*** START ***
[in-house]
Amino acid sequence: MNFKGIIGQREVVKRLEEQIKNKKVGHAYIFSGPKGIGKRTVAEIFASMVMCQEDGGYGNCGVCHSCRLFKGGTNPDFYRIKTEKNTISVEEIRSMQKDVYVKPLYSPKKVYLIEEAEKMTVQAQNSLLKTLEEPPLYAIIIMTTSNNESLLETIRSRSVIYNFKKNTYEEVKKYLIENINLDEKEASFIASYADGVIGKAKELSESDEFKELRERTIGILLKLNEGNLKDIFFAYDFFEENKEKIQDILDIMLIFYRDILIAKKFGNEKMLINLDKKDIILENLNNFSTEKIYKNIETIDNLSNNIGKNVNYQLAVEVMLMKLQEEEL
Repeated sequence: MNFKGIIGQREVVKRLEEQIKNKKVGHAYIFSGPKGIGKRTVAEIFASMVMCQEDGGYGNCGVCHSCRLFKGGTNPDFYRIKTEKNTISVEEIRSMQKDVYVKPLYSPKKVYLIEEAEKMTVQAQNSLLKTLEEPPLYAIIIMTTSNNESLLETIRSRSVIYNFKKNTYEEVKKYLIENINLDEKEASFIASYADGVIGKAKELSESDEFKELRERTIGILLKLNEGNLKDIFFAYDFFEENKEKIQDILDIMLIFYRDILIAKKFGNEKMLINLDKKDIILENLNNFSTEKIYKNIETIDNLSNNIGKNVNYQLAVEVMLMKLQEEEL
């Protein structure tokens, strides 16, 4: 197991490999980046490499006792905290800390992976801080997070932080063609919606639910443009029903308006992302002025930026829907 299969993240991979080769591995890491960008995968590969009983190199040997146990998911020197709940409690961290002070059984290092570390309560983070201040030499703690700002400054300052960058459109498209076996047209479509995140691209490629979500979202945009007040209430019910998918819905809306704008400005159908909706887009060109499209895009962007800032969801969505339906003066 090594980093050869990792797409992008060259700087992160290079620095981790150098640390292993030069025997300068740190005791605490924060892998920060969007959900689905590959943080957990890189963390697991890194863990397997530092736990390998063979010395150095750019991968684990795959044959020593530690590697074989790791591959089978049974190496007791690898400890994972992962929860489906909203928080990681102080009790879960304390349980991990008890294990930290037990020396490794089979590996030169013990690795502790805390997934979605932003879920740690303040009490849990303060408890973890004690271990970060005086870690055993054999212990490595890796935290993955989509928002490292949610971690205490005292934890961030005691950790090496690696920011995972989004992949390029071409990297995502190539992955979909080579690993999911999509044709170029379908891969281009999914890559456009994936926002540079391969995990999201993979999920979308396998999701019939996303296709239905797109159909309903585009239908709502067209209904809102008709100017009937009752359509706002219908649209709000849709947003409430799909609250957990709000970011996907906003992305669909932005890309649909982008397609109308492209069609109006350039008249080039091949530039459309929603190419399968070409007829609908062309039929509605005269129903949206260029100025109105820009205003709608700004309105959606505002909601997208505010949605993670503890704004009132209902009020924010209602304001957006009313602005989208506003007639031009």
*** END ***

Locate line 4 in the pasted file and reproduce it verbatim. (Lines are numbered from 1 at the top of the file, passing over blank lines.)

């Protein structure tokens, strides 16, 4: 197991490999980046490499006792905290800390992976801080997070932080063609919606639910443009029903308006992302002025930026829907 299969993240991979080769591995890491960008995968590969009983190199040997146990998911020197709940409690961290002070059984290092570390309560983070201040030499703690700002400054300052960058459109498209076996047209479509995140691209490629979500979202945009007040209430019910998918819905809306704008400005159908909706887009060109499209895009962007800032969801969505339906003066 090594980093050869990792797409992008060259700087992160290079620095981790150098640390292993030069025997300068740190005791605490924060892998920060969007959900689905590959943080957990890189963390697991890194863990397997530092736990390998063979010395150095750019991968684990795959044959020593530690590697074989790791591959089978049974190496007791690898400890994972992962929860489906909203928080990681102080009790879960304390349980991990008890294990930290037990020396490794089979590996030169013990690795502790805390997934979605932003879920740690303040009490849990303060408890973890004690271990970060005086870690055993054999212990490595890796935290993955989509928002490292949610971690205490005292934890961030005691950790090496690696920011995972989004992949390029071409990297995502190539992955979909080579690993999911999509044709170029379908891969281009999914890559456009994936926002540079391969995990999201993979999920979308396998999701019939996303296709239905797109159909309903585009239908709502067209209904809102008709100017009937009752359509706002219908649209709000849709947003409430799909609250957990709000970011996907906003992305669909932005890309649909982008397609109308492209069609109006350039008249080039091949530039459309929603190419399968070409007829609908062309039929509605005269129903949206260029100025109105820009205003709608700004309105959606505002909601997208505010949605993670503890704004009132209902009020924010209602304001957006009313602005989208506003007639031009």